By Richard Devine, Social Worker for Bath and North East Somerset
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These are five books that have profoundly influenced my social work practice. These books have been selected for their practical usefulness in our endeavor to be better, more effective social workers. I have not listed them in rank order. So far I have Working with Denied Child Abuse by Turnell and Essex, Effective Child Protection by Munro, The Boy Who Was Raised as a Dog by Perry and Szalavtitz and Raising Parents by Patricia Crittenden. Now, last but certainly not least, the final book.
One line review: An enjoyable, impressively engaging and highly accessible book outlining philosophical and practical ideas of motivational interviewing applied to child protection.
What I learned reading this book: This is the most recent book I have read out of the five, (and wrote a review when I originally read it last year). I was immediately impressed by the practical ideas and tools offered and the fit between the ideas of MI with challenges of child protection.
In social work, a great deal of relationship-based practice has derived its ideas and principles from counselling and psychoanalysis. However, an overlooked and fundamental challenge in applying these concepts to statutory social work is that most parents we work with don’t want us involved. In addition to resisting our involvement, many parents are resistant to changing the issues that result in our involvement.
Forrester, Wilkins, and Whittaker point out that as a result, much of social work practice is unintentionally antagonistic and fraught with conflict. In our well-intentioned attempts to help parents, research examining social work practice reveals that we often tell parents what the problem is and how we think they need to fix it. The authors refer to this as ‘the telling people what to do trap’ (p.101). It is understandable given the pressure social workers face in addressing risk and their distress at seeing how children are harmed. Unfortunately, however, this response is mostly ineffective, not least because it makes parents more defensive, not less and makes them more resistant to change.
I found this book especially helpful because resistance is a central concept within motivational interviewing, and this is also a defining feature of child protection social work. Resistance is to be expected, and thus the ideas and methods advocated for by the authors are organized around this basic fact. There are two key points in this book that really clarified an aspect of my work I found challenging, and helped to gain a more productive perspective.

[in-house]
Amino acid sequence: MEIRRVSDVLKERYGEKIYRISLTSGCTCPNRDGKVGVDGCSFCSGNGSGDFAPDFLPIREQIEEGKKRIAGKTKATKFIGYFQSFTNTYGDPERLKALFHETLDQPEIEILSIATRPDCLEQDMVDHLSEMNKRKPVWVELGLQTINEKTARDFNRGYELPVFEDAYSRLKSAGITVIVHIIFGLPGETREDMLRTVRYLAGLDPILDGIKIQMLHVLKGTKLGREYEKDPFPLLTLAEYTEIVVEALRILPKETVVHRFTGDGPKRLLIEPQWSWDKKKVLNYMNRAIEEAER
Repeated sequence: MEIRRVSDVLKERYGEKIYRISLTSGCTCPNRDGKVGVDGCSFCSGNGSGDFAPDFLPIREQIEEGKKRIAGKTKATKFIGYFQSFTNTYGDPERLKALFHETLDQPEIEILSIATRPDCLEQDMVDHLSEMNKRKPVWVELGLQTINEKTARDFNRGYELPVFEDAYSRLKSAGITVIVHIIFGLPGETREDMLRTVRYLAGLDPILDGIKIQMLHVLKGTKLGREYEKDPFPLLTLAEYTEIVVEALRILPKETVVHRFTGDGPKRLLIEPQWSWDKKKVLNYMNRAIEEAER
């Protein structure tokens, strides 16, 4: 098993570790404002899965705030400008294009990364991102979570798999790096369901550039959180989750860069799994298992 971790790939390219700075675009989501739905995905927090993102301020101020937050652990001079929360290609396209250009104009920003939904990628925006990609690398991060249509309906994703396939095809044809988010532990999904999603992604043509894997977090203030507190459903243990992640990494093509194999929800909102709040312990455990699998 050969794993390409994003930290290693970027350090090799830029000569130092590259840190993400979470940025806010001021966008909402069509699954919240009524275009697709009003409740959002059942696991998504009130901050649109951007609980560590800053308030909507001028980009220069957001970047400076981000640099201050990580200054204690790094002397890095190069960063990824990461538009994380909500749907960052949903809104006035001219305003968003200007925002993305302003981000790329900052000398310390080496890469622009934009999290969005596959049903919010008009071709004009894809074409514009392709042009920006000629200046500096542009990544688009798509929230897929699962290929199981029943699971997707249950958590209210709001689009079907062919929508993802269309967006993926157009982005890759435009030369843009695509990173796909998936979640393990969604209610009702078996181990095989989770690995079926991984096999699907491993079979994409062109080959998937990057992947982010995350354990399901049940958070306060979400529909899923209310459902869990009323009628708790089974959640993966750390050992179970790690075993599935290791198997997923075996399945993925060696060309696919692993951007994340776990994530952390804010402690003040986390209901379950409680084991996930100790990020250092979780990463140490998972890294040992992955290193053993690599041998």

Firstly, resistance is not just a product of the person but is also influenced largely by the relationship between the person and the worker. When practitioners adopt a direct, forthright view or challenge, parents will respond defensively, almost instinctively. Whereas, when practitioners adopt a non-judgmental approach and carefully attempt to understand a parent’s point of view, this decreases resistance.
Secondly, motivation to change is almost always characterized by ambivalence. Again, like resistance, this is normal and to be expected. In considering whether to change a behaviour, parents can often identify reasons not to change and reasons for change. Even when the behaviour is self-destructive or harmful to others, it usually has a self-protective function, even if not noticeable or evident. The authors provide a range of tools to help guide the conversation such that the aspect of the person that wants to change is supported, bolstered, and encouraged. This approach facilitates the parents’ ability to articulate the reasons for change, thus increasing the probability of change occurring as well as encouraging their autonomy in the change process.
Since I read this book, I have been much more sensitive to parents’ resistance and sought to understand and empathise with their position. I have also become more sympathetic to parents’ ambivalence (even towards harmful behavior for them or their children), understanding that it is part of the change process. I can better guide the conversation, encouraging them to explain the reasons for changing a behaviour. It is a subtle difference that significantly impacts the quality of the conversation I have.
‘When there are concerns about a child, it is easy to find ourselves telling parents what their problems are and what they need to do about them. In fact, we have heard this many times in meetings between social workers and parents…. One problem with this approach, quite aside from a lack of effectiveness, is that it often leads to (even) more difficult conversations, which sound more like arguments than ways of helping’. (2020, p. 21)
‘…a fundamental principle in MI is autonomy: the idea that people are far more likely to make changes when they feel in control of their choices. By prescribing the solution, we run the risk of making people feel that they are being told what to do. Second, even if we have some ideas about change, the person we are working with probably has better ones. At times, people’s ideas might be at odds with the go-to ‘service prescription’ in your agency. This might suit our needs as professionals by providing a quick fix and tangible solution, but it is important that any people we are working with first and foremost’ (2020, p.91)
‘A key axiom in MI is that people are more likely to be convinced by their own arguments than by those that you make for them and much of MI is about how to facilitate people to convince themselves to change behaviour’ (2020, p. 195)
A question: What has been the most influential book, in terms of practical usefulness you have read? Please get in touch or leave a comment below.
An invitation: If you read any book I recommend and you are interested in sharing your learning, I would love for you write a blog post. Just get in touch.
By Richard Devine (21.01.22)